A Software Product Line for Scheduling Open Shop Algorithms
S.O.S - Scheduling Open Shop
The issue of sustainable mobility in large cities has increasingly gained attention in the later years. In turn this includes many other topics such as public transport, alternative transportation means, low-emission vehicles, and so forth.
A topic that has not received proper attention is the mobilization of cargo vehicles throughout the city. Cargo vehicles such as trucks, buses and vans, in addition of having a greater size than the average private passenger vehicles, move at lower speeds than the other vehicles in the cities. Moreover, the locations where these vehicles operate are characterized by a high density of businesses and warehouses, and by heavy traffic. These vehicles, when arrive to their destinations, usually wait for loading/unloading for long periods of time causing congestion and loss of productivity. These problems have increased with the arrival of hypermarkets, located in residential areas.
The problem of routing and scheduling trucks through warehouses has been widely studied. One may infer that there are two agents (trucks and warehouses) and therefore two points of view for the same problem: The trucks' view and the warehouses' view. These two agents can have conflicting objectives and a schedule that is adequate for one agent may be infeasible for the other one.
From the standpoint of the trucks, the routing has typically been defined as a classical Vehicle Routing Problem with Time Window constraints (VRPTW). In the classic sense, this approach does not consider the problem of capacity of loading and unloading of the warehouse. In other words, the VRPTW approach always assume that the warehouse is ready to serve the truck as long as it arrives during a pre-established time window. In practice, trucks do wait at warehouses because there are loading/unloading constraints.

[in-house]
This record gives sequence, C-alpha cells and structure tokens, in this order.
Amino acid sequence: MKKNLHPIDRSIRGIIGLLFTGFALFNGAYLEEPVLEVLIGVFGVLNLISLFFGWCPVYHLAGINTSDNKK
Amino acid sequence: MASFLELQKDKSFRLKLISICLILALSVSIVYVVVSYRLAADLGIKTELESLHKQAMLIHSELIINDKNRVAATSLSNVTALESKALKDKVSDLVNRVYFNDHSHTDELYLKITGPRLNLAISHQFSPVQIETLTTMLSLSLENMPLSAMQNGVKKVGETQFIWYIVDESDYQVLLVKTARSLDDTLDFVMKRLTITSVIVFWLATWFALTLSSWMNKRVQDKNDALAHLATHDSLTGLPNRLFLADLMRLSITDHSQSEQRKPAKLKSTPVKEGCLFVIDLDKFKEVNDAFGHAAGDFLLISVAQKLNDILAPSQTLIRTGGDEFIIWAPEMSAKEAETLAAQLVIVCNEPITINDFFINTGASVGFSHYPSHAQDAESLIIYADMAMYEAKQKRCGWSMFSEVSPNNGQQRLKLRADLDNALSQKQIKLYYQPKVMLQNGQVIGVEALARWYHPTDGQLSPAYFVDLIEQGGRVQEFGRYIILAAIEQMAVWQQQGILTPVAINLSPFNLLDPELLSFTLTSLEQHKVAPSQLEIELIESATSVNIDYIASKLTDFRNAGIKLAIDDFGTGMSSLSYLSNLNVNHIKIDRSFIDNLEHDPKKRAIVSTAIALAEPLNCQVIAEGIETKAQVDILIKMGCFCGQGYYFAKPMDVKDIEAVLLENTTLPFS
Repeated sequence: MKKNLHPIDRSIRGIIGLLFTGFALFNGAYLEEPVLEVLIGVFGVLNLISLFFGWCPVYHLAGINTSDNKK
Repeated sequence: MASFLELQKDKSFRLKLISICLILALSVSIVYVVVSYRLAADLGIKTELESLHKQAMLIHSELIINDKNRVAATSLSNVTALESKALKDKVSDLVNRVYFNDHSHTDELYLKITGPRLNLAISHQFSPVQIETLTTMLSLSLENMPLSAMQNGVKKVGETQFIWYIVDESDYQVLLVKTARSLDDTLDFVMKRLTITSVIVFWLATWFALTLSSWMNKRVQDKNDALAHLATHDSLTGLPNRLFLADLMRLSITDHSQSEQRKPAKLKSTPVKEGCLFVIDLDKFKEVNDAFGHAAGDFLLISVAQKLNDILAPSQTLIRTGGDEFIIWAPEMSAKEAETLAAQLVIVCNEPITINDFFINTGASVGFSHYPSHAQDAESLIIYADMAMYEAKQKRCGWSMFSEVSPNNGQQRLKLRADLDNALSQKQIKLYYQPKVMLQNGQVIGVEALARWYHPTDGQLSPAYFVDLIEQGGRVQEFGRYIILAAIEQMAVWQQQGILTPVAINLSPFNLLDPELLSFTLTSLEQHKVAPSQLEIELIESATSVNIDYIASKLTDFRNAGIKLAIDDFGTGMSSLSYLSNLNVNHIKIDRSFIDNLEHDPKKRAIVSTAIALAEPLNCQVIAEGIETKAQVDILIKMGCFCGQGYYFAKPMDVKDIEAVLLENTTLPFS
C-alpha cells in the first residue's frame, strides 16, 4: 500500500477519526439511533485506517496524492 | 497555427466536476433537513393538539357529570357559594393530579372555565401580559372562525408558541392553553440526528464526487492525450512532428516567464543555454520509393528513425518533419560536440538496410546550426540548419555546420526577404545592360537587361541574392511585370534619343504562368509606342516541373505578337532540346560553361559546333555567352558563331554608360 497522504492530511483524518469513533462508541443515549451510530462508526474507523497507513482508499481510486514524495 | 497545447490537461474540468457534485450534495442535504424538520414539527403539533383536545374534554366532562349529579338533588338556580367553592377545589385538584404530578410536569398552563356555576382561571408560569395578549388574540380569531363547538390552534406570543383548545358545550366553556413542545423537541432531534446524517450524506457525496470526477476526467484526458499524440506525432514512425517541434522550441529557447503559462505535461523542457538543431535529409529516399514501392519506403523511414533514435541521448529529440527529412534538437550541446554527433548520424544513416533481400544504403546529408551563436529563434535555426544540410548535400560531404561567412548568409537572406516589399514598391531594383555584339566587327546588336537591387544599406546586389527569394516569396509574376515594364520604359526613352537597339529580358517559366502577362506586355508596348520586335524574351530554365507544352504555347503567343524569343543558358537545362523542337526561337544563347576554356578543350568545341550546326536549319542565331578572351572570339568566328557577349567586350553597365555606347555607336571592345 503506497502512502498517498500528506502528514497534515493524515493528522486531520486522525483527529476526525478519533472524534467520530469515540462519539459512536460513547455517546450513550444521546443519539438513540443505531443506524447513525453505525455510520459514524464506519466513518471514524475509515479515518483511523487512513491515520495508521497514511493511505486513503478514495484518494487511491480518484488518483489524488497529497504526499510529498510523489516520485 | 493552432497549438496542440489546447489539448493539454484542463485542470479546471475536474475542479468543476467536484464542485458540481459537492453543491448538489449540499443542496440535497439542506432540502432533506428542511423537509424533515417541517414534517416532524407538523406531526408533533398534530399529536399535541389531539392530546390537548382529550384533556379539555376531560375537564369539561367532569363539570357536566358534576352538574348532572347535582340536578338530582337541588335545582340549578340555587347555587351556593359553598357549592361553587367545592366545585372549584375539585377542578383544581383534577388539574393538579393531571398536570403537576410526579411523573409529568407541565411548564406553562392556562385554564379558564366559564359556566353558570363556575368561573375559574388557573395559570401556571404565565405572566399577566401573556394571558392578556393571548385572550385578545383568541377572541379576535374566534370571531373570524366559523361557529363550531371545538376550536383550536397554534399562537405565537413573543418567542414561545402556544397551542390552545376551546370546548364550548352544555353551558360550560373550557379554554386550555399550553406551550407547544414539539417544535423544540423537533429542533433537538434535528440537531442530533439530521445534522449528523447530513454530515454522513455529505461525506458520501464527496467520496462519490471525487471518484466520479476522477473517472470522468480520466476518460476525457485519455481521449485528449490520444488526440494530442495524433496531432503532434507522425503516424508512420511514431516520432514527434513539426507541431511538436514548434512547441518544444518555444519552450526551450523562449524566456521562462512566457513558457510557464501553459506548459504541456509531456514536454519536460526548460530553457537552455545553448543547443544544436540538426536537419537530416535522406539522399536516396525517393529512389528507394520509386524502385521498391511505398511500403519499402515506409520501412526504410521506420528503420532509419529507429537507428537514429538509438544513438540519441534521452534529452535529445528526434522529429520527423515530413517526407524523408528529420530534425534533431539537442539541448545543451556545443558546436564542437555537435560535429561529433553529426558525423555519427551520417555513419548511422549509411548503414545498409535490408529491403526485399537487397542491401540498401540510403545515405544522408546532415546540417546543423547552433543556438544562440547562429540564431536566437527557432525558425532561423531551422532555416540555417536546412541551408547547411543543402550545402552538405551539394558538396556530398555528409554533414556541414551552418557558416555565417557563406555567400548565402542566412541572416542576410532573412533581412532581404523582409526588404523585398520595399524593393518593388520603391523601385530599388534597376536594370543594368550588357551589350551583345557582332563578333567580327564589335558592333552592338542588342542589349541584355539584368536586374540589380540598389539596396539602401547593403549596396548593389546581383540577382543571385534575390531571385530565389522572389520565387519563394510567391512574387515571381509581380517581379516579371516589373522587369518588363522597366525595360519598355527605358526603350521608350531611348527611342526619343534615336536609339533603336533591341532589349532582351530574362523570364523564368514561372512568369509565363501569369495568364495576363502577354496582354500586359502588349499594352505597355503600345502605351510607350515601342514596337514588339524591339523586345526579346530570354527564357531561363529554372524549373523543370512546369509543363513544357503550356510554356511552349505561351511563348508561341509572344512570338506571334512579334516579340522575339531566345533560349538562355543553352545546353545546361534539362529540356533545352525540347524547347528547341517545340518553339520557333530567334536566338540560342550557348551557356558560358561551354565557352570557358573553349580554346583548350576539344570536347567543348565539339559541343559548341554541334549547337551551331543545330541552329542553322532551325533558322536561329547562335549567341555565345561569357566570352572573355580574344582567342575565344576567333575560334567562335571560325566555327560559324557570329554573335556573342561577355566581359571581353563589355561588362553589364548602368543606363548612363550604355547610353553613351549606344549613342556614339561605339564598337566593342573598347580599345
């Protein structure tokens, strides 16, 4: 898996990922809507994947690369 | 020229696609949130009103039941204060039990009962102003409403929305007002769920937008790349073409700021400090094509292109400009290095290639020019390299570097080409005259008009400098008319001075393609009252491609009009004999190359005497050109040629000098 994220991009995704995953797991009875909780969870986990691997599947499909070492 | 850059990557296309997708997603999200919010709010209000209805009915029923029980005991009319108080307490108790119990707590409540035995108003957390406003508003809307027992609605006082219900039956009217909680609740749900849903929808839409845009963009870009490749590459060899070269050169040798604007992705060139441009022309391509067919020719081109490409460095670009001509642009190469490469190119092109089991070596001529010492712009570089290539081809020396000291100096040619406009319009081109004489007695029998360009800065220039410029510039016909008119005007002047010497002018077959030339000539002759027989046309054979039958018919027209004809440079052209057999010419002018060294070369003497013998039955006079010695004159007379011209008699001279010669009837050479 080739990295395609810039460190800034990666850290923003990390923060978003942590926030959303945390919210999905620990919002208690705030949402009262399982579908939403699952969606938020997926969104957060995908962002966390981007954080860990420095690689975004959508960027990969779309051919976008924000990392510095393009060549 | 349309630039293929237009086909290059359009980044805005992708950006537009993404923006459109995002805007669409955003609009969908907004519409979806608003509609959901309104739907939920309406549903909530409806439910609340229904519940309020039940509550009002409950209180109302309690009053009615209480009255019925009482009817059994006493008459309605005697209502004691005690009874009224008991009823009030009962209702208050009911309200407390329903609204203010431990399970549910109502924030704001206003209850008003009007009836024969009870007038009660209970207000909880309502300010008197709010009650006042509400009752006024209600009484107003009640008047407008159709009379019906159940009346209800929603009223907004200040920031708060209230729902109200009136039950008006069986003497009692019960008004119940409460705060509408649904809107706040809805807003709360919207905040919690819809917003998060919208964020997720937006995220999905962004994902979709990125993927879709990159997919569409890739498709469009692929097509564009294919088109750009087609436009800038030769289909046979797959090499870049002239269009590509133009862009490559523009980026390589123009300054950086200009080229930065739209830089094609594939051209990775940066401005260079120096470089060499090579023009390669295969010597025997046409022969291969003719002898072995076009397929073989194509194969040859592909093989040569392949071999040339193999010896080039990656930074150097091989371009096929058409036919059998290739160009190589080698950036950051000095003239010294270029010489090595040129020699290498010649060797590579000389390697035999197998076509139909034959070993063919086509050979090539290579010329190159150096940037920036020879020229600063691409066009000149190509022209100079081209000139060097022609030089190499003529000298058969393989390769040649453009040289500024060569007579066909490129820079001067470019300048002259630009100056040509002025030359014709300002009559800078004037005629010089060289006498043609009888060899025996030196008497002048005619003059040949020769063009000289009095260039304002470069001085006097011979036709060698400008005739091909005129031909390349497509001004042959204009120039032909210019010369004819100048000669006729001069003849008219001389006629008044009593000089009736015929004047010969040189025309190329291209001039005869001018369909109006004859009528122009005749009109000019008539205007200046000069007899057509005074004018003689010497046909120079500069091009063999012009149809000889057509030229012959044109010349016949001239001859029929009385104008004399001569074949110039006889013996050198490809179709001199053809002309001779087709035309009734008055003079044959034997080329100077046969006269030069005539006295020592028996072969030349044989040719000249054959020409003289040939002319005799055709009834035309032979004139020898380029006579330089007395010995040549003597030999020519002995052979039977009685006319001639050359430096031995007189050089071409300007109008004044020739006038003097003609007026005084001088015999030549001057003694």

Warehouses themselves have their own objectives and they do schedule the arrival of trucks. This schedule imposes constraints to the arrivals of trucks which in practice are viewed as time windows by the trucks. In this way, warehouses attempt to mitigate the truck waiting times.
The truck routing and warehouse scheduling problems may be solved separately and the resulting schedules can be satisfactory for both agents. However, as the problem scales up to multiple warehouses and trucks, the resulting schedules may be either infeasible or inadequate for one or more agents. What it is needed is an integrated approach that provides global optimization algorithms.
This combined routing and scheduling problem, according to the scheduling notation, can be defined as an Open Shop with Sequence Dependent Setup Times: In an Open Shop, all jobs (trucks) can visit the machines (warehouses) in the order they wish. Therefore the truck routes have to be established. Likewise, the order in which each warehouse sequences its trucks has to be also defined. The Sequence Dependent Setup Times are one constraint that refer to the fact that trucks must travel between warehouses and the travel times are modeled as setup times.
The purpose of this project is to provide a mechanism to solve the mentioned routing and (open shop) scheduling problems in the context of mobility of cargo vehicles. Specifically, we aim at creating an environment in which the scheduling expert is able to:
- Model most (open shop) scheduling problem and their constraints for real life settings.
- Use, at low cost, diverse algorithms to solve the problem
- Compare the results to be able to choose the one that provides the best performance in terms of solution quality and computer time. It should also be scalable, flexible and efficient.
- Explain the results in terms of the domain of the initial problem.
A Software Product Line for Scheduling Open Shop Algorithms S.O.S Project
| Rubby Casallas
David Méndez Acuña
- Gonzalo Mejía
- Rubby Casallas
- David Mendez Acuña
- Juan Pablo Caballero
- Oriana Cendales
- Juan Guillermo
- Jaime Romero
- Lindsay Álvarez